With the advent of the Morley-Minto Reforms, he widened his activities to take full advantage of the added privileges. He was the first, at any rate in the Bombay Council to use the right of introducing private Bills. His Bill for the registration of charities introduced in 1910. Lord Thomas Sydenham, the then governor, the chief justice of Bombay High Court, the Press and the general public supported the Bill. In 1911, the British India granted him the title of Knighthood.

In the end of 1912, he sought election to the Imperial Legislative Council, and was also elected for the second time in 1916. His most enduring work in the Imperial Legislative Council was in the sphere of India's commercial and industrial progress. It was due largely to his efforts that the three important commissions - The Industrial, Railway and Fiscal Commissions, which have assisted to shape the Indian government's policy in regard to industries, railways and tariff, were appointed. He was appointed the President of the Fiscal Commission on October, 1921.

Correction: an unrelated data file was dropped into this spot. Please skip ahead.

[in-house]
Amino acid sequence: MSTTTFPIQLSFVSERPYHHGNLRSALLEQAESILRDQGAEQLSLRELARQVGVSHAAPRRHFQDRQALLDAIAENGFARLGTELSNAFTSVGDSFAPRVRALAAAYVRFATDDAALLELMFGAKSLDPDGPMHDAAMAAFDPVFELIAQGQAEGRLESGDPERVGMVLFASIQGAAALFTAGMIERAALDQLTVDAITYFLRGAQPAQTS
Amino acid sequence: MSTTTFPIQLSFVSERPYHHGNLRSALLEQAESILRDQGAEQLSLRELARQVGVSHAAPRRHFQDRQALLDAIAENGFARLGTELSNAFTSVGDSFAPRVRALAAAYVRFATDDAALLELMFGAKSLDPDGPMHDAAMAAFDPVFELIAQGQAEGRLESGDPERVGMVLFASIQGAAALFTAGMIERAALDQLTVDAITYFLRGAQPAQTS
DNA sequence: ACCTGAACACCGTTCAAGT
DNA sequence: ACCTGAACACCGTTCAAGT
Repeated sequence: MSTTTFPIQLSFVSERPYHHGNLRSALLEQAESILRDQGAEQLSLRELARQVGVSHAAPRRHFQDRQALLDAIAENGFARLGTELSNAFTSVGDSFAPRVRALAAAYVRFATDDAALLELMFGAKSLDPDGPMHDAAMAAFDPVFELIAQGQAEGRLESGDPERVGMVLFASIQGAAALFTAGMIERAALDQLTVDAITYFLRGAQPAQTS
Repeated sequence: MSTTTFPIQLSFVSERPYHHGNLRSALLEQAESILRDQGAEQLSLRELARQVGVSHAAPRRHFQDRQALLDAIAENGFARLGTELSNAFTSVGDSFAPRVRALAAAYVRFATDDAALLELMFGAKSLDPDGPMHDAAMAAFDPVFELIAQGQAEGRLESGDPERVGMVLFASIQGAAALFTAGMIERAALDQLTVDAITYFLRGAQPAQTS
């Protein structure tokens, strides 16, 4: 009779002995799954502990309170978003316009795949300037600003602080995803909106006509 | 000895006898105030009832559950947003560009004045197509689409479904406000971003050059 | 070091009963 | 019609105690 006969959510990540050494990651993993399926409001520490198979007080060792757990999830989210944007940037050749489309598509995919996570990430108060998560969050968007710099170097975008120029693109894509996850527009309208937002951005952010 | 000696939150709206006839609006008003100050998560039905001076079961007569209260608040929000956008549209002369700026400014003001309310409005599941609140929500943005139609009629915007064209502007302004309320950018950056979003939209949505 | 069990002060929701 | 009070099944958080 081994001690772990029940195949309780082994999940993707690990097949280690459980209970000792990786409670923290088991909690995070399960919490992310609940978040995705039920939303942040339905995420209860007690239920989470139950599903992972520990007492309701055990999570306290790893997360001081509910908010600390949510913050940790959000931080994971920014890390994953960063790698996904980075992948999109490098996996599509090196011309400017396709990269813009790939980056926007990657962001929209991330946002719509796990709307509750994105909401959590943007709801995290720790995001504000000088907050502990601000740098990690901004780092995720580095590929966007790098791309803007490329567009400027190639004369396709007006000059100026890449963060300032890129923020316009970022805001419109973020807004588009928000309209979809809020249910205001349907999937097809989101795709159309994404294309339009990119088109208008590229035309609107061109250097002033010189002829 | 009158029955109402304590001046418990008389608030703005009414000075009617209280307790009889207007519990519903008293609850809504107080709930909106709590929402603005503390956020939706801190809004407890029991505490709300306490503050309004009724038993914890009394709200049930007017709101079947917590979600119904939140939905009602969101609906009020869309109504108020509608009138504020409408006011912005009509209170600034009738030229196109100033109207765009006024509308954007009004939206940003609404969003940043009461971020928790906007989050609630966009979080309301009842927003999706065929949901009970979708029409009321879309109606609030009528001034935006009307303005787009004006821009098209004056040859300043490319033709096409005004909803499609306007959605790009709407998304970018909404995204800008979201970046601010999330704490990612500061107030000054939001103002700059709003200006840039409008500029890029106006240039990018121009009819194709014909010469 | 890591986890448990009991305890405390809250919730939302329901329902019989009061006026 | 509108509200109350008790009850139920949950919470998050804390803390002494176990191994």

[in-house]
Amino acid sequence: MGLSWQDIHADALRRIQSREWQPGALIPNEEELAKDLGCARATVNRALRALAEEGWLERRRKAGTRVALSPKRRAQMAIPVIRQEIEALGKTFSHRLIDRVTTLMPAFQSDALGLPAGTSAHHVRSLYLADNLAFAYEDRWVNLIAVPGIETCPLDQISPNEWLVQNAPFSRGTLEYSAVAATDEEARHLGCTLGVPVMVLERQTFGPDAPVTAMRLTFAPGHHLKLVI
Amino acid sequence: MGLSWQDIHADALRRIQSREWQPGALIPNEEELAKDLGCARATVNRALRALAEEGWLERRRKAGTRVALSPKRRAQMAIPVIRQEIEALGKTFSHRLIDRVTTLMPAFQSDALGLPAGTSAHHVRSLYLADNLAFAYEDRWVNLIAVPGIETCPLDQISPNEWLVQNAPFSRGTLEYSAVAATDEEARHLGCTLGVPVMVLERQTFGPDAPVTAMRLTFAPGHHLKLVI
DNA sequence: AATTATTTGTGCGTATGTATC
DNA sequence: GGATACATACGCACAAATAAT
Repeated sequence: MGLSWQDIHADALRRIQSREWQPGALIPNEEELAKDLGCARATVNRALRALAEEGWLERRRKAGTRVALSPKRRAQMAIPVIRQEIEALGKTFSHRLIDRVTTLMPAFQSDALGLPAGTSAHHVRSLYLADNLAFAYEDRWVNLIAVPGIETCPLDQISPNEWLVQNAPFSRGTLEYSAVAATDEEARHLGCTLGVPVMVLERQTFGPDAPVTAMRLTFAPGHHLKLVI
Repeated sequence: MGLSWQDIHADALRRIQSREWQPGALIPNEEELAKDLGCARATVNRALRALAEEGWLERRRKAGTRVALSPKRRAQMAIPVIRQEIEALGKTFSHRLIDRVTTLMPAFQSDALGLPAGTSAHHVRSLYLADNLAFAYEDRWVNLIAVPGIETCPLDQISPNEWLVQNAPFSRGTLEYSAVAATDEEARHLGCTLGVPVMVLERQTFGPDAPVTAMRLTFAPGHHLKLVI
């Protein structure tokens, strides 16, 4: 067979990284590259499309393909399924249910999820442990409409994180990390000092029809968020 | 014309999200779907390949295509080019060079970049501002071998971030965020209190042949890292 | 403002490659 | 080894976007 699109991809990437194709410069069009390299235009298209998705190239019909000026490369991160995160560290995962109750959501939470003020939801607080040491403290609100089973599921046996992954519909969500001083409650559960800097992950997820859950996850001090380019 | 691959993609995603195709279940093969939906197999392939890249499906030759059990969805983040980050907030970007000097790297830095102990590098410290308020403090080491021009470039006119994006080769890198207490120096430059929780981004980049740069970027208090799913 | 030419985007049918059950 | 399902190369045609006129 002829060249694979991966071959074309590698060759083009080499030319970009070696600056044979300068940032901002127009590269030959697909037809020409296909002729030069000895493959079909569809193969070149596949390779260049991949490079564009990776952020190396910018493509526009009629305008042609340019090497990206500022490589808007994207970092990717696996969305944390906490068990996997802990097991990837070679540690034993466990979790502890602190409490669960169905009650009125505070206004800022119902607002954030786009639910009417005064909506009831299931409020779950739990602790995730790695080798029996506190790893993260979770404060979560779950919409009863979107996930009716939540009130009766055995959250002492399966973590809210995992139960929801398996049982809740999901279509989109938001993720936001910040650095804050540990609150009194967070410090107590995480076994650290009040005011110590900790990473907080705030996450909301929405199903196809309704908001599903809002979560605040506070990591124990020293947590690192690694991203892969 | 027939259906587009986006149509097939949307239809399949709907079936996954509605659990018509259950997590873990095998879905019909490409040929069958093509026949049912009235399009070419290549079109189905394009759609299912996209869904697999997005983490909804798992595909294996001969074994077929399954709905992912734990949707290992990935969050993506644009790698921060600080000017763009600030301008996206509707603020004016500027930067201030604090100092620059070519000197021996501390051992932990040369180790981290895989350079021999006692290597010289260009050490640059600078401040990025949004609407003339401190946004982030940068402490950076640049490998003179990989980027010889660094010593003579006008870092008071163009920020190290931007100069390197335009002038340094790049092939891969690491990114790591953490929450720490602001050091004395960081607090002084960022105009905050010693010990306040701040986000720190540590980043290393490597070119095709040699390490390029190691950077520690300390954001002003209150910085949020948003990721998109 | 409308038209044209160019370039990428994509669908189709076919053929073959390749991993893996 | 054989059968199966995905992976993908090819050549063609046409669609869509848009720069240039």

Sir Ibrahim Rahimtullah also proposed the British India to take due measure for the defence of vast Indian sea-coast. He published his article in 'The Times of India' in January, 1918 and emphasized the creation of the Indian Navy. The Imam also buttressed his views and according to N.M. Dumasia in 'The Aga Khan and His Ancestors' (Bombay, 1939, p. 237) that, 'The Aga Khan is strongly in favour of the view advanced by Sir Ibrahim Rahimtullah that for the defence of the extensive sea-coast of India, there should be sufficient Indian material.'

When in the beginning of 1918, Sir Mahadev Chaubal retired from his membership of the government of Bombay, the choice fell on him to fill that vacancy. It was a tribute to his eminence in public life and reputation for statesmanship. He also was an ordinary fellow of Bombay University in 1921. The British India honoured him with the title of K.C.S.I. (Knights of the Star of India) on November 21, 1924. He was also awarded a silver medal of Kaisar-i Hind for his valuable services and generosity.

It was his intention to seek election to the Legislative Assembly after his retirement. But suddenly in May, 1923, two months after his retirement from the Executive Council, came the news of the demise of Sir Narayan Chandavarkar Ganesh (1855-1923), the nominated President of the Bombay Legislative Council. At the earnest request of Sir George Lloyd, the then governor, Sir Ibrahim Rahimtullah accepted the presidentship of the Legislative Council. His term of the office terminated on February 18, 1925.

The governor as a non-official member of the Council nominated him with a view to his eventual election as its President. When the nominations were announced on February 19, 1925, no one opposed the nomination. He became the first elected President of the Bombay Legislative Council.